DETROIT – Jim Farley, group vice president-global marketing, sales and service, says Lincoln dealers have been instructed on the changes to their stores Ford expects them to make to help the auto maker reinvent the brand.

Providing a personal touch is key, he says, maintaining many mainstream luxury auto makers have lost sight of this basic tenet.

“There seems to be a contest over who can add the most vehicles to their line and build the most extravagant dealerships,” Farley says following the reveal of the Lincoln MKZ concept at the North American International Auto Show here.

But many luxury customers are wondering what happened to “the personal connection, the individual touch,” Farley says. “It seems some luxury brands have become big-box retailers – efficient (and) soulless.”

To this end, Lincoln dealers will be required to offer Lincoln loaner vehicles to customers and add support personnel. Farley says there will be a 2-person team to serve every Lincoln client for both sales and service.

Additionally, dealers will deliver new vehicles to the customer’s home, and service bays will have cameras installed so owners can watch their vehicles being worked on remotely via wireless device.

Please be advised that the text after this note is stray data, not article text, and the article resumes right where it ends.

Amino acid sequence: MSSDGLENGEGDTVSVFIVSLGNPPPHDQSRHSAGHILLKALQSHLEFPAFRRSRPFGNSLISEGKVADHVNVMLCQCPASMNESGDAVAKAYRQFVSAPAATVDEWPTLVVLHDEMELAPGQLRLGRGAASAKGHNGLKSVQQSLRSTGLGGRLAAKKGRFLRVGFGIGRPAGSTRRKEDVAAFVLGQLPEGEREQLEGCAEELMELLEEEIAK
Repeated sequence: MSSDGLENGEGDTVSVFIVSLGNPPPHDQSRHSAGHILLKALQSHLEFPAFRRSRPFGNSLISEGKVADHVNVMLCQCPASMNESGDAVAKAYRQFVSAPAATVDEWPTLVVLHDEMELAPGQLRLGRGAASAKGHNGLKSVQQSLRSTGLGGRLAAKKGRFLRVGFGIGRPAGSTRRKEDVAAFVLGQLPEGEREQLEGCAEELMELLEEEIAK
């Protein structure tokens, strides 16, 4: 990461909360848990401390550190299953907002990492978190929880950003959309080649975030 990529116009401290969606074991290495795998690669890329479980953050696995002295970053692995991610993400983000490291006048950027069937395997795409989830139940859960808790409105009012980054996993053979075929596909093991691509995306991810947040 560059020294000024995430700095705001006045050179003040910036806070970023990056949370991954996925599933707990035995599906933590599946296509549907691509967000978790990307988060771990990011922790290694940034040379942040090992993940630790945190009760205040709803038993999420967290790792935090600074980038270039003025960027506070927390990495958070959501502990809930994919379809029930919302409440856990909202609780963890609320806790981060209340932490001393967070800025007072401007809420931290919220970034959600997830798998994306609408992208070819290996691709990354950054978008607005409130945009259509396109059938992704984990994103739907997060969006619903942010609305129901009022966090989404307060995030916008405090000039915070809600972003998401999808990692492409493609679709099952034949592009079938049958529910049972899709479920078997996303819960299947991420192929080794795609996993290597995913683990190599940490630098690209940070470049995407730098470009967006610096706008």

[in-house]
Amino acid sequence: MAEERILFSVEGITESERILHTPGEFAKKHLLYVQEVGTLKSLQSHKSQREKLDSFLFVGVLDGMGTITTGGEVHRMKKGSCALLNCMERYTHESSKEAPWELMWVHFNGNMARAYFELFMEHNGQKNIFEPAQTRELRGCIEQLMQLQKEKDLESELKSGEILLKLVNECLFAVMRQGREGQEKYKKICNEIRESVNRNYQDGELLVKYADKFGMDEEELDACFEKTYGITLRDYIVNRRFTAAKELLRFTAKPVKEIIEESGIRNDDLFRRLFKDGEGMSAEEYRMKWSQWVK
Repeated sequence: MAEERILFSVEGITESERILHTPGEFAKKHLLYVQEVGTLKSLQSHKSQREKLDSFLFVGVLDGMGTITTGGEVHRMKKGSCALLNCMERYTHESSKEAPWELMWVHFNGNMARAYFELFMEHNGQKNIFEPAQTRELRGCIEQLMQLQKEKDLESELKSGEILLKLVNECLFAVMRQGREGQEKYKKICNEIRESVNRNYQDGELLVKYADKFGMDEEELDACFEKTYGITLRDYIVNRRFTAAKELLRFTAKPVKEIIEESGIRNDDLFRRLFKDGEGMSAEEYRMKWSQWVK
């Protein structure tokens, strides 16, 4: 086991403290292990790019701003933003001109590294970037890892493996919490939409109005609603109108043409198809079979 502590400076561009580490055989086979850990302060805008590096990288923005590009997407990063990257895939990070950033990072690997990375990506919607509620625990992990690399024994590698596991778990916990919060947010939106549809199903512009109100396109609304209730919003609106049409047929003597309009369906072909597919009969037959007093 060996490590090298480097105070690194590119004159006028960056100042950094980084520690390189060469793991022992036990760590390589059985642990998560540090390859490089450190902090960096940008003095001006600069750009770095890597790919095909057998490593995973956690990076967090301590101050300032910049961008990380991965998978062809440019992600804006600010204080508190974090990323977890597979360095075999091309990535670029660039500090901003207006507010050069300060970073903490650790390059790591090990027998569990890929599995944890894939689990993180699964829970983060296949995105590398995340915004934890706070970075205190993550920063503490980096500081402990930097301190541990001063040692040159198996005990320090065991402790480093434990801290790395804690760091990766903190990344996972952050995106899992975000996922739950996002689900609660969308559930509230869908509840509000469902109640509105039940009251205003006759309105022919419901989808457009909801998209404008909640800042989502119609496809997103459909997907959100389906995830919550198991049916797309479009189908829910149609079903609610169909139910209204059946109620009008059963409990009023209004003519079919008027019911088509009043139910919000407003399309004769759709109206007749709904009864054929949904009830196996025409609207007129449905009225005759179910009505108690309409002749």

“These are small but important steps for a different, personalized experience, and it has to be consistent across all of our dealerships,” Farley says.

Ford has spent several years scaling back the number of Lincoln dealerships. Farley declines to reveal how many dealers still are in operation, but says the auto maker is focusing on 130 markets.

Company officials have said the Lincoln MKZ concept offers a glimpse of the brand’s future design direction and confirmed a production version will be coming to market. Farley adds that future Lincoln models will have push-button transmissions and full-glass panoramic roofs.

Developing relevant products is as important to the brand’s reinvention as is the dealership experience, but he says huge volumes are not necessary to build a credible luxury brand. Competitors’ stores that sell 2,000-3,000 units a year can’t provide the personal experience that “you can when you’re selling 100 a month.”

Farley nixes any notion Lincoln is going to do away with its controversial naming strategy that requires each model to have an “MK” designation.

“We’d rather spend our resources on the products than building name awareness for new products,” he says. “What I’ve learned in my career is it’s about the product, not the name.”

bpope@wardsauto.com